“Halley’s work is consistently concerned with abstraction not only in art, but in culture and human behaviour, reflecting the increasingly geometric divisions of the social spaces in which we live.”
Published alongside a solo exhibition of works by Peter Halley from the 1980s at Modern Art, this book comprises a selection of paintings that surveys an important period of Peter Halley’s work dating from 1982-1987.
Over the past four decades, Peter Halley has pursued a rigorous, theoretical approach to painting that takes influence from structures of organisation and communication. The works in this book show development during this decade of relationships between flat and textured geometric elements that the artist refers to as ‘cells’, ‘prisons’ and ‘conduits’. For Halley, these elements comprise a formal vocabulary that reflects the increasingly geometric divisions of social spaces of the world in which we live. Halley’s work is consistently concerned with abstraction not only in art, but in broader terms of culture and human behaviour.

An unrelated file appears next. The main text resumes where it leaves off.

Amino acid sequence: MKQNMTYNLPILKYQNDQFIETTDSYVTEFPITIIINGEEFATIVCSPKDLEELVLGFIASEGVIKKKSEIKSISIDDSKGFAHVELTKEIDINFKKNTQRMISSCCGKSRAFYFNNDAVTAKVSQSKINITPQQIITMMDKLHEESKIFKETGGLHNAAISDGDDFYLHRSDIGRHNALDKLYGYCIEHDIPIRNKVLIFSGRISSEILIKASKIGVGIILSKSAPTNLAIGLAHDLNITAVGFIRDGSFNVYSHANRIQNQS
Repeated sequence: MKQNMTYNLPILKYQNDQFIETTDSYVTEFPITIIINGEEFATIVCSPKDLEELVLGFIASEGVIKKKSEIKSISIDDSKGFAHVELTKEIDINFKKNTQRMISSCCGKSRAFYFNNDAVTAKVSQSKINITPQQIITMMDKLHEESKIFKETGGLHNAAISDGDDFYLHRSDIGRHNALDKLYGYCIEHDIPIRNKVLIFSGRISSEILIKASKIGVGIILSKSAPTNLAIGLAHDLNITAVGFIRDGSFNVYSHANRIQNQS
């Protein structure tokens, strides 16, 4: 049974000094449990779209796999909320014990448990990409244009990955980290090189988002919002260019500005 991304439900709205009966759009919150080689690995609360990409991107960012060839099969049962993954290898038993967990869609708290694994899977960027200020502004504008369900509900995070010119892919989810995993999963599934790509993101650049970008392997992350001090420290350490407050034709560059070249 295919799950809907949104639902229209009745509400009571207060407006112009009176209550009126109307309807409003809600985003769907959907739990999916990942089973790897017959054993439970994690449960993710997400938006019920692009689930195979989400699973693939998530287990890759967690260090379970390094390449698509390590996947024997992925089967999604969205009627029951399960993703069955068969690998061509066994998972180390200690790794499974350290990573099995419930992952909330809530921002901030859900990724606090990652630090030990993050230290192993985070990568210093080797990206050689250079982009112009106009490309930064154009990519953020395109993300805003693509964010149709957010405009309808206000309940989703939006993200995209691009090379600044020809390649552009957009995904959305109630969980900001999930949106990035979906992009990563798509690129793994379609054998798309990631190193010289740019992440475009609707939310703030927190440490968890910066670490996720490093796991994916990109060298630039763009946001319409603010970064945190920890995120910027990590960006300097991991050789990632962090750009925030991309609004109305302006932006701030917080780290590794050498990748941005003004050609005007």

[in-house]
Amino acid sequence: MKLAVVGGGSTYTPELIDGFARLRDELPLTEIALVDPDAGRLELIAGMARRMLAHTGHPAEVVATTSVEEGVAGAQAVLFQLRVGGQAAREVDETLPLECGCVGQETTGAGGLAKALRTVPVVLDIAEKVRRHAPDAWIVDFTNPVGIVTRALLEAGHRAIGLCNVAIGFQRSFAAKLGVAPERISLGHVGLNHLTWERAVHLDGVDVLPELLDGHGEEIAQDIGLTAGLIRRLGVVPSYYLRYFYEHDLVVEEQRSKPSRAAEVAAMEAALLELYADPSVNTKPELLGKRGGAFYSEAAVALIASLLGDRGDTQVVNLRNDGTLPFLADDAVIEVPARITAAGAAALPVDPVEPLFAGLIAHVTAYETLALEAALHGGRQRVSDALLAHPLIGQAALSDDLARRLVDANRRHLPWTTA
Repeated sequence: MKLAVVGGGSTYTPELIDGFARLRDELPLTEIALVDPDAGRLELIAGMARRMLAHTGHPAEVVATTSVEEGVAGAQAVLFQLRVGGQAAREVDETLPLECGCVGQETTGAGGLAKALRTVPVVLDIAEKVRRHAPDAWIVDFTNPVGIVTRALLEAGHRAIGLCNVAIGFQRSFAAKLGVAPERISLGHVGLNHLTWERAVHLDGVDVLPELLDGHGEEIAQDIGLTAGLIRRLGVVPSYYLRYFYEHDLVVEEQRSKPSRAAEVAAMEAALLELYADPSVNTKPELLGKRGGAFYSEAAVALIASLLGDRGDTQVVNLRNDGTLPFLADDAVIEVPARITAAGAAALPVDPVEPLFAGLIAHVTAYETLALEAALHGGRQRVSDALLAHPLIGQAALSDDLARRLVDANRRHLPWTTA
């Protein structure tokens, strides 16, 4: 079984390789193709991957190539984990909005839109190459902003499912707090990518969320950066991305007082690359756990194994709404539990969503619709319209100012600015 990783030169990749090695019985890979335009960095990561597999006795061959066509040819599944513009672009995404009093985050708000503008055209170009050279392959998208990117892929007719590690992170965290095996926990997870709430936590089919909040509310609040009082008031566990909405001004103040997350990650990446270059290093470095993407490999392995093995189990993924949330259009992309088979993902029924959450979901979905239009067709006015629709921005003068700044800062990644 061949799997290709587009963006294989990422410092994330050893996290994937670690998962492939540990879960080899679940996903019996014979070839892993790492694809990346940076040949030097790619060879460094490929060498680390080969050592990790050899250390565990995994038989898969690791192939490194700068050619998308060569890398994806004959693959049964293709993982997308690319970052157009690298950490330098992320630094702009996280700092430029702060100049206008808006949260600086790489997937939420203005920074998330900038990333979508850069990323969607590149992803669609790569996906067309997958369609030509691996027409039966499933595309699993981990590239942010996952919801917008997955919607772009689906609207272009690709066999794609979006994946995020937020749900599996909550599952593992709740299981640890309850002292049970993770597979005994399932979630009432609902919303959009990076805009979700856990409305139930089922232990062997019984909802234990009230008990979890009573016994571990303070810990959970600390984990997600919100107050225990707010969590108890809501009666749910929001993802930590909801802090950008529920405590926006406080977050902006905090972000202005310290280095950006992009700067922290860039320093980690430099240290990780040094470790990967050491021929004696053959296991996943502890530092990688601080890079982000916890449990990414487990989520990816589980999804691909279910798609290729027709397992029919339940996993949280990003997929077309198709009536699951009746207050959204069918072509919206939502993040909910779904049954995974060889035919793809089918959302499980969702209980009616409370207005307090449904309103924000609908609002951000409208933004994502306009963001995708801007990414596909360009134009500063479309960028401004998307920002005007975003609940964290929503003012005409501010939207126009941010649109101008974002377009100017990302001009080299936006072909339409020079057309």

The paintings Peter Halley made from the early 1980s onward contribute to what might now be considered the postmodern canon. Halley, together with his artist peers Jeff Koons, Haim Steinbach and others, came to international prominence during that decade with varied approaches to art making sometimes identified as ‘neogeometric conceptualism’ or ‘Neo Geo’. These artists were making new work that proffered critique of both expressionism and nonobjective abstraction, in a context informed by contemporary ideas about social control, mediation, and simulation. Peter Halley has written on art and culture throughout his career. His essays, first published during the 1980s, address postmodernist culture, contemporary art practices, and that decade’s digital revolution through the lens of post-structuralist critique.